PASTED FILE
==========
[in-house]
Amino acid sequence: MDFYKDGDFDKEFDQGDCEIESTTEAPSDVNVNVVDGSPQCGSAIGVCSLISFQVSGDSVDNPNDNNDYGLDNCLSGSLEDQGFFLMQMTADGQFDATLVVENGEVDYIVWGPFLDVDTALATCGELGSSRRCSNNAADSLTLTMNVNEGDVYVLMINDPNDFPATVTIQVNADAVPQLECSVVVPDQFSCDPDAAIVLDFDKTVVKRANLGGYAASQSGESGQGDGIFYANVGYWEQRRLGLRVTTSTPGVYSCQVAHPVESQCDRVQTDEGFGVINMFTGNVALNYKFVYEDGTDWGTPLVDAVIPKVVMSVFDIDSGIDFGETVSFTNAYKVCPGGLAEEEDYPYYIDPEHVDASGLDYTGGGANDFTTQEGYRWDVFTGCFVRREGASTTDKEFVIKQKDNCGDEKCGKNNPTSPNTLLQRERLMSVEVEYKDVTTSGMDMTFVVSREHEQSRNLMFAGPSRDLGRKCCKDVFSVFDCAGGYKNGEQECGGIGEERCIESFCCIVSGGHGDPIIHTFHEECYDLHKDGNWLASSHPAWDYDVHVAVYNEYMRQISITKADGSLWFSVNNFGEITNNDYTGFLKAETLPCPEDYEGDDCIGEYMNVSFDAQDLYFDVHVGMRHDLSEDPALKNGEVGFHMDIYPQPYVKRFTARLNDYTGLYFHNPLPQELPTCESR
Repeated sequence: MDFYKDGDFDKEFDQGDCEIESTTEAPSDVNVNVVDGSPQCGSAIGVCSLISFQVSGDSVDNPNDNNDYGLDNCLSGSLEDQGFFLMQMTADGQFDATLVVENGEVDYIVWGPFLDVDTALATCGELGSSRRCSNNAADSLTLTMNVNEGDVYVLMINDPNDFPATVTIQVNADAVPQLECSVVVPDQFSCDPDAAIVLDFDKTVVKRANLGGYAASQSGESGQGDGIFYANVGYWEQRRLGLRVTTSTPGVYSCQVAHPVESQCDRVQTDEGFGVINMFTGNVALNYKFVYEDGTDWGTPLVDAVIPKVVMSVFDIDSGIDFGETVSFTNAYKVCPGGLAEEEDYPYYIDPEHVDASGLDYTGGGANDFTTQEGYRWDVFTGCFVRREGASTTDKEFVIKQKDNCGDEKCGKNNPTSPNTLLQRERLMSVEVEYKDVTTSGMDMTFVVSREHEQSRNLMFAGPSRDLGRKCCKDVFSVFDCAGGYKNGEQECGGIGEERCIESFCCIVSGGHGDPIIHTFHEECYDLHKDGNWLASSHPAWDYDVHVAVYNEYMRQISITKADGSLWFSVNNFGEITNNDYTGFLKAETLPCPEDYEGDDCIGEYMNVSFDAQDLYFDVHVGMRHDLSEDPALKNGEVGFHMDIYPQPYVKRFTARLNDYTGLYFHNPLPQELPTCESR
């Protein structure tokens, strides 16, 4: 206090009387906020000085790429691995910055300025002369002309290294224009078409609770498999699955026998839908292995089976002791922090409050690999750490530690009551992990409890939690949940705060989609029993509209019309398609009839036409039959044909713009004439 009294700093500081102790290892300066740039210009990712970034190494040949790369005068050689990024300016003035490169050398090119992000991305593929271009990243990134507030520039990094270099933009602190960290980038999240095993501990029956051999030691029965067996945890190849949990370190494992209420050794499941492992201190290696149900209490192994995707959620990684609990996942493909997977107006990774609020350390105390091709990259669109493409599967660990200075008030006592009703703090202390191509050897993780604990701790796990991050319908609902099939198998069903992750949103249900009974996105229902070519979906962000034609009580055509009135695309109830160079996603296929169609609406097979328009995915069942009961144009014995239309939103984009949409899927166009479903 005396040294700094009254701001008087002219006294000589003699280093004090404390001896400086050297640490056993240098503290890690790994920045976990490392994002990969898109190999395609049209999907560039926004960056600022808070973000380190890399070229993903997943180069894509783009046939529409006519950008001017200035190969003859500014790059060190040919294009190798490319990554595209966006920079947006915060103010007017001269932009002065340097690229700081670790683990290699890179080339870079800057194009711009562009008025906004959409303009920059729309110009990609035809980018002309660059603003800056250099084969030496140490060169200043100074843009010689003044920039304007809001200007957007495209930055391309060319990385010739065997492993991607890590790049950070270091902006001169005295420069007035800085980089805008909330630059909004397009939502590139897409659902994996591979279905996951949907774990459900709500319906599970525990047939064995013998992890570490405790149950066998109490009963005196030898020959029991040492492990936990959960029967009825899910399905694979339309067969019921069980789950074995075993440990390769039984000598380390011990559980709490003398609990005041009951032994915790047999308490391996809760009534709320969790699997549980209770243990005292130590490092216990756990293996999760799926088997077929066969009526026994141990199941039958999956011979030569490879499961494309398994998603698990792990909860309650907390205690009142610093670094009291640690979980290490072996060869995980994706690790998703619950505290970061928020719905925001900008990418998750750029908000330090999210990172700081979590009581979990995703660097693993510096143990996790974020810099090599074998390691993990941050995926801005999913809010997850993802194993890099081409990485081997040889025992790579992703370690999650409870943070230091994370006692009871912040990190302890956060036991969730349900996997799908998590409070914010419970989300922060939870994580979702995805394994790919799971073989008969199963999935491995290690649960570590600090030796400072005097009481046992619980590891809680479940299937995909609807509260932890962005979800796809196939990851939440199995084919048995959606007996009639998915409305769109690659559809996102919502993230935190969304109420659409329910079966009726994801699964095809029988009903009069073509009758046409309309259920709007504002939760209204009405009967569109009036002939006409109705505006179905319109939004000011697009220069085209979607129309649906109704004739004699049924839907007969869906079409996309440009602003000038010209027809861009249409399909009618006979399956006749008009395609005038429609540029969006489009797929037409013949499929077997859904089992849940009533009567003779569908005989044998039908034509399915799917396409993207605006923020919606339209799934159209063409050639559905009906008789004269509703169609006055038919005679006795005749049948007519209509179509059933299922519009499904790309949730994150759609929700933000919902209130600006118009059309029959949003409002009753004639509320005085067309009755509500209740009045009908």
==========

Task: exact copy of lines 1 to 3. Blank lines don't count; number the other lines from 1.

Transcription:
[in-house]
Amino acid sequence: MDFYKDGDFDKEFDQGDCEIESTTEAPSDVNVNVVDGSPQCGSAIGVCSLISFQVSGDSVDNPNDNNDYGLDNCLSGSLEDQGFFLMQMTADGQFDATLVVENGEVDYIVWGPFLDVDTALATCGELGSSRRCSNNAADSLTLTMNVNEGDVYVLMINDPNDFPATVTIQVNADAVPQLECSVVVPDQFSCDPDAAIVLDFDKTVVKRANLGGYAASQSGESGQGDGIFYANVGYWEQRRLGLRVTTSTPGVYSCQVAHPVESQCDRVQTDEGFGVINMFTGNVALNYKFVYEDGTDWGTPLVDAVIPKVVMSVFDIDSGIDFGETVSFTNAYKVCPGGLAEEEDYPYYIDPEHVDASGLDYTGGGANDFTTQEGYRWDVFTGCFVRREGASTTDKEFVIKQKDNCGDEKCGKNNPTSPNTLLQRERLMSVEVEYKDVTTSGMDMTFVVSREHEQSRNLMFAGPSRDLGRKCCKDVFSVFDCAGGYKNGEQECGGIGEERCIESFCCIVSGGHGDPIIHTFHEECYDLHKDGNWLASSHPAWDYDVHVAVYNEYMRQISITKADGSLWFSVNNFGEITNNDYTGFLKAETLPCPEDYEGDDCIGEYMNVSFDAQDLYFDVHVGMRHDLSEDPALKNGEVGFHMDIYPQPYVKRFTARLNDYTGLYFHNPLPQELPTCESR
Repeated sequence: MDFYKDGDFDKEFDQGDCEIESTTEAPSDVNVNVVDGSPQCGSAIGVCSLISFQVSGDSVDNPNDNNDYGLDNCLSGSLEDQGFFLMQMTADGQFDATLVVENGEVDYIVWGPFLDVDTALATCGELGSSRRCSNNAADSLTLTMNVNEGDVYVLMINDPNDFPATVTIQVNADAVPQLECSVVVPDQFSCDPDAAIVLDFDKTVVKRANLGGYAASQSGESGQGDGIFYANVGYWEQRRLGLRVTTSTPGVYSCQVAHPVESQCDRVQTDEGFGVINMFTGNVALNYKFVYEDGTDWGTPLVDAVIPKVVMSVFDIDSGIDFGETVSFTNAYKVCPGGLAEEEDYPYYIDPEHVDASGLDYTGGGANDFTTQEGYRWDVFTGCFVRREGASTTDKEFVIKQKDNCGDEKCGKNNPTSPNTLLQRERLMSVEVEYKDVTTSGMDMTFVVSREHEQSRNLMFAGPSRDLGRKCCKDVFSVFDCAGGYKNGEQECGGIGEERCIESFCCIVSGGHGDPIIHTFHEECYDLHKDGNWLASSHPAWDYDVHVAVYNEYMRQISITKADGSLWFSVNNFGEITNNDYTGFLKAETLPCPEDYEGDDCIGEYMNVSFDAQDLYFDVHVGMRHDLSEDPALKNGEVGFHMDIYPQPYVKRFTARLNDYTGLYFHNPLPQELPTCESR